I think due to my lack of warm up, cold temperatures, and a harder sustained effort than I have been used to, my right calf began to feel uncomfortably tight. I had never had a feeling like this before in that area; it felt deep in the muscle so I knew it wasn't anything to take lightly. I then started to have those slippery-slope thoughts. What if I strained my calf? If I strained it, it's probably going to get worse from continuing to run on it. If it gets worse then I can't run. If I can't run that would really suck because I love being out here. Then that means no WTC and AR 50 and I've been working so hard too! Isn't it interesting where our minds take us sometimes?
In response to my nagging calf, I put more pressure on my left leg and tried to land more mid-foot (as opposed to my normal forefoot strike) and on the outer edge of my right foot. Thankfully, it didn't seem to be worsening with each passing moment so I figured if I could not aggravate it too much, maybe it would be ok. Still, I was in a state of worrying as I approached No-Hands again (12.4 miles in 1:24). But, it was here I got to see family. I first saw my mom, then my wife, and then finally my grandma and father-in-law. I definitely felt loved that they were all there to root me on.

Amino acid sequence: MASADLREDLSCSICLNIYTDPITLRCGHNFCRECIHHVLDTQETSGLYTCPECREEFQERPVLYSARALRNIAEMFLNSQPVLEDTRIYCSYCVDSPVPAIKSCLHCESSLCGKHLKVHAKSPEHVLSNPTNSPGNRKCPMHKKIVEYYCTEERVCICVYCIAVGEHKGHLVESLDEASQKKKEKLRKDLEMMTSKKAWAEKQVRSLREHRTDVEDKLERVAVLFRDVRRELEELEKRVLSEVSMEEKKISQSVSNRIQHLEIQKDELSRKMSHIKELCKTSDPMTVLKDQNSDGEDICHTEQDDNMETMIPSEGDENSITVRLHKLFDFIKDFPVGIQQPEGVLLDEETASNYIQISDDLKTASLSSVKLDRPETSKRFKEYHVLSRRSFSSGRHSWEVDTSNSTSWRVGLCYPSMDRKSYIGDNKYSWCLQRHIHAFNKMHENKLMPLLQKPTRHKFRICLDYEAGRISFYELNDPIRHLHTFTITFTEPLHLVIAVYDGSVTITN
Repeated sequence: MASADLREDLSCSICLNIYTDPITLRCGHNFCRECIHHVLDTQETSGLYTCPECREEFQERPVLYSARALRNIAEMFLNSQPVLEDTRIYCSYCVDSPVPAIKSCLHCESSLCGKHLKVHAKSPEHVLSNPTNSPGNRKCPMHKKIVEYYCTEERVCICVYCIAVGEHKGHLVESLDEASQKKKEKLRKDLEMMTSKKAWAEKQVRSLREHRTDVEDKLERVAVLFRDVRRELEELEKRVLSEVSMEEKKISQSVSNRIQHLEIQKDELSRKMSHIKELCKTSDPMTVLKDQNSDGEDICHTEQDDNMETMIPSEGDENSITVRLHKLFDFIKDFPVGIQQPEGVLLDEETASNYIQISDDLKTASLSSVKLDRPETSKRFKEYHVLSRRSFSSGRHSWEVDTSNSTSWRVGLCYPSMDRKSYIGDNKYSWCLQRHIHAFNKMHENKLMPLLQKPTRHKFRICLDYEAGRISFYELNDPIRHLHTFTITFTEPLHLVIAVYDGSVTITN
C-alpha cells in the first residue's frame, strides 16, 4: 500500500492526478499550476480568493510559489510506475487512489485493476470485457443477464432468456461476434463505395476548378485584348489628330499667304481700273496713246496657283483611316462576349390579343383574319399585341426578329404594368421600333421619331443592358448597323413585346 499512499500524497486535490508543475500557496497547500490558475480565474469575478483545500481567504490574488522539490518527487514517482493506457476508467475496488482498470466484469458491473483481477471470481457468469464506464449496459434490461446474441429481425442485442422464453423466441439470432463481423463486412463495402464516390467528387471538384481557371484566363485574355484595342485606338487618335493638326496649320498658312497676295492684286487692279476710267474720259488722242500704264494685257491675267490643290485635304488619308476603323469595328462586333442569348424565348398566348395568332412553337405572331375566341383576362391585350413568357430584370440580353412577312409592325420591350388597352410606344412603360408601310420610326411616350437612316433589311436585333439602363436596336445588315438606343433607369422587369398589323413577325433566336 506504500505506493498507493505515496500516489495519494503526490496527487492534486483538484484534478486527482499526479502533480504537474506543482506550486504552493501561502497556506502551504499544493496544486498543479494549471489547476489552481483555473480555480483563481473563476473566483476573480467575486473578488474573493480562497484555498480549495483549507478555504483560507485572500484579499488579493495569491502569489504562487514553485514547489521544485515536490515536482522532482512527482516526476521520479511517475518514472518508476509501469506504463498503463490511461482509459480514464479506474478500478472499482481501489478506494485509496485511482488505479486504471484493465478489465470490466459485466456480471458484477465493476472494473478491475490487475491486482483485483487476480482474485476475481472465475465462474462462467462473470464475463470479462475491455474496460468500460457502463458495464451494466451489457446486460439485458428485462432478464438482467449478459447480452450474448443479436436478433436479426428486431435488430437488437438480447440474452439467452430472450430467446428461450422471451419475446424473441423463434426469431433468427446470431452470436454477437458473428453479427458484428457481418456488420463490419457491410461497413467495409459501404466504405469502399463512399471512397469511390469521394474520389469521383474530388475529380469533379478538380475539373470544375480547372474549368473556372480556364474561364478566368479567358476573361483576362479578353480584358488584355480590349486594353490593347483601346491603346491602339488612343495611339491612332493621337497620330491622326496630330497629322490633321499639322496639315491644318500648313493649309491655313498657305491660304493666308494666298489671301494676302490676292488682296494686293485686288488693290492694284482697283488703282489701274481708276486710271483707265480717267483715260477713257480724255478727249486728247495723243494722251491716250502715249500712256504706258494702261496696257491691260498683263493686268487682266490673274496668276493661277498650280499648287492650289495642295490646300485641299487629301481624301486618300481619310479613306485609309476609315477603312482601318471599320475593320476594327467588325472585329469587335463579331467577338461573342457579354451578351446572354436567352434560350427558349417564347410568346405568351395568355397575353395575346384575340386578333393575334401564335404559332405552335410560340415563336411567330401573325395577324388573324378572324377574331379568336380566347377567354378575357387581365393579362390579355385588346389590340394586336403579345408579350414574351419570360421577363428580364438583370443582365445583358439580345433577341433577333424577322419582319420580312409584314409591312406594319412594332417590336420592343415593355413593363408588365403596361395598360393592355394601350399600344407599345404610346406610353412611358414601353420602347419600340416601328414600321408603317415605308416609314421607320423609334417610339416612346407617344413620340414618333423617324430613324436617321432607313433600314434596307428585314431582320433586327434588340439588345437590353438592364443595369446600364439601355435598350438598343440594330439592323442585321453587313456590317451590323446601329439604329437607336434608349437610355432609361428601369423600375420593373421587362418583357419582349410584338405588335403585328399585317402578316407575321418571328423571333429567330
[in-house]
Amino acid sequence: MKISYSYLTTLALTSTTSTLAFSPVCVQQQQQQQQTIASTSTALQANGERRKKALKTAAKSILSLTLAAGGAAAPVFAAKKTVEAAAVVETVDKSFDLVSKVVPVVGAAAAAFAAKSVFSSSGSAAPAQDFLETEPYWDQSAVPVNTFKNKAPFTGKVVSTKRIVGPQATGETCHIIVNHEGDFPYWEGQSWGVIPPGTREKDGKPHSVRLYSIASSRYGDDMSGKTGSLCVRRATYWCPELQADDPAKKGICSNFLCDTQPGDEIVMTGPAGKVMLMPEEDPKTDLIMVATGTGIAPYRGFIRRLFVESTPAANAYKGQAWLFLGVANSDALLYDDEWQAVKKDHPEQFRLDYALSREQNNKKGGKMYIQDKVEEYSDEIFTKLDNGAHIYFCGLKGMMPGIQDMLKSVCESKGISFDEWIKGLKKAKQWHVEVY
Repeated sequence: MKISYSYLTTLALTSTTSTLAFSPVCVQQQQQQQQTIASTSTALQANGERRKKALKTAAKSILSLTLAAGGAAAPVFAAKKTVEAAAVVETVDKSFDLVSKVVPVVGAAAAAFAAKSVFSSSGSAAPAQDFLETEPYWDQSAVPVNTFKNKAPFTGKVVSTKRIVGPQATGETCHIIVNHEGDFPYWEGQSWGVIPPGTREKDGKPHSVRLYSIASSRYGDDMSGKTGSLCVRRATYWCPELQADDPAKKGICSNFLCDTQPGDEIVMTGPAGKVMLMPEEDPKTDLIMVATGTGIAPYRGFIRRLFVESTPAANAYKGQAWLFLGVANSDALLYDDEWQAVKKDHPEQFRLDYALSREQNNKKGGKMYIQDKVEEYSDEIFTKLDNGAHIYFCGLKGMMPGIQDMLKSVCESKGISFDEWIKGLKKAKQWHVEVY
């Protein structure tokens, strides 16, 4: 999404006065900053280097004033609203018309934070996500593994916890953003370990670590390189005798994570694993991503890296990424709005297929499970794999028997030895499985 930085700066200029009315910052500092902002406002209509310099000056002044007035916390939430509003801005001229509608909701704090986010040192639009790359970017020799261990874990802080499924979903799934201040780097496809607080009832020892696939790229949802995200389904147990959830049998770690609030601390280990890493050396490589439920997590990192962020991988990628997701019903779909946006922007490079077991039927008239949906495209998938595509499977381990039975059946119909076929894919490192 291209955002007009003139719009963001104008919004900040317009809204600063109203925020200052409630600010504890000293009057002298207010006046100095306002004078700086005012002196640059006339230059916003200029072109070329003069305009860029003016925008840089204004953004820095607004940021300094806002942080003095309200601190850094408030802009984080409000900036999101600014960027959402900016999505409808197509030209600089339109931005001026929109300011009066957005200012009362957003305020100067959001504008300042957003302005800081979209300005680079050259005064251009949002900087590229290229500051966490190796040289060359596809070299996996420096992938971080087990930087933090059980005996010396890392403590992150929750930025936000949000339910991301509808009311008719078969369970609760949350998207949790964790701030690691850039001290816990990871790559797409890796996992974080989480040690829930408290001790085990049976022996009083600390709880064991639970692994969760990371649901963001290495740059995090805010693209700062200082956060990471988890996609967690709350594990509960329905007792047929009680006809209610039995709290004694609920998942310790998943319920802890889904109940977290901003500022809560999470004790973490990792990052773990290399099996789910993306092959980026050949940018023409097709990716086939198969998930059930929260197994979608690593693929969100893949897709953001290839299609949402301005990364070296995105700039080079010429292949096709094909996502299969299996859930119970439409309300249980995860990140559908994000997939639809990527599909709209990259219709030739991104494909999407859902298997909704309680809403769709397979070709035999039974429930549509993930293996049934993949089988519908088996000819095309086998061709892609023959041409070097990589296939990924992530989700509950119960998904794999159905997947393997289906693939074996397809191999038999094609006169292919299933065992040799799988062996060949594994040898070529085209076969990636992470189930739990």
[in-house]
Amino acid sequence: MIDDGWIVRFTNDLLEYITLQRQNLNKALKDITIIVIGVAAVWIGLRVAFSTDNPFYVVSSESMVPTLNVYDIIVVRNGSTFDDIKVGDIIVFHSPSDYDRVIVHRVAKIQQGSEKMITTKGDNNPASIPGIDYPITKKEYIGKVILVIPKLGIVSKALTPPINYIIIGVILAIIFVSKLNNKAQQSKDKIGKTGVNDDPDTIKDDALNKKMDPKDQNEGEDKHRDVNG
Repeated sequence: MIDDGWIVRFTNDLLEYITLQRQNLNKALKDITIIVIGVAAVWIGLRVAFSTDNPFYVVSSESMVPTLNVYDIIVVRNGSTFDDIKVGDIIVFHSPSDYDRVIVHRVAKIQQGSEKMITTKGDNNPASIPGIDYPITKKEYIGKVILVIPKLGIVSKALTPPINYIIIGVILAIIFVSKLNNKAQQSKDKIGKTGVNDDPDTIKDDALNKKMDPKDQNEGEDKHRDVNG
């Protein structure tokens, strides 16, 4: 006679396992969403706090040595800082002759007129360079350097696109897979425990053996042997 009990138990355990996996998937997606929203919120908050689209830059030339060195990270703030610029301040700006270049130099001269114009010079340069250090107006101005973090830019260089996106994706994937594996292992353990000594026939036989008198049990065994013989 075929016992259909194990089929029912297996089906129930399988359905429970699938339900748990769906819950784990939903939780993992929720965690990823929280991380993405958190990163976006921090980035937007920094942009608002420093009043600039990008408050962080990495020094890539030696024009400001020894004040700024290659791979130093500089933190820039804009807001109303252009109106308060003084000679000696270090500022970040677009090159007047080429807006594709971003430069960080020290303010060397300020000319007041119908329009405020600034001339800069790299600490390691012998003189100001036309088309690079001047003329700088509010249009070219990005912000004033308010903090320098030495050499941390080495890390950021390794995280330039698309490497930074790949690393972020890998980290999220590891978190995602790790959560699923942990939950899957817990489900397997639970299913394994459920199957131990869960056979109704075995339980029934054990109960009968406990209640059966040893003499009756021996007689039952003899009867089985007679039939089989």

After crossing the bridge, next up would be K2. With my calf still feeling vulnerable I didn't know what I was in for on this climb, especially during the sections where it is 25-30% gradient. No matter what though, K2 is my own personal playground of sorts and I was so stoked to hit it during a race. As I engaged the climb, I of course slipped and fell (it's steep initially and covered in leaves so the footing isn't the best to begin with), but got back up and kept climbing. The calf felt ok and I was surely nursing it and not pushing this section as I would have liked. However, I did manage to make it up in 12:50 (1:42 overall time) without feeling it at all so I thought that was something really positive to take away.
Something else happened on K2 that is worth sharing. Because I had to back off on the climb, I then thought, maybe my calf hurting is a blessing in disguise? Maybe it is slowing me down for good reason? Maybe this isn't the race to pull out all the guns, but keep a few still in the holster to be drawn when necessary. My attitude then shifted and I began to be super thankful that my calf was hurting so that I could pull the reigns back a little and just enjoy what I was fortunate enough to do this day.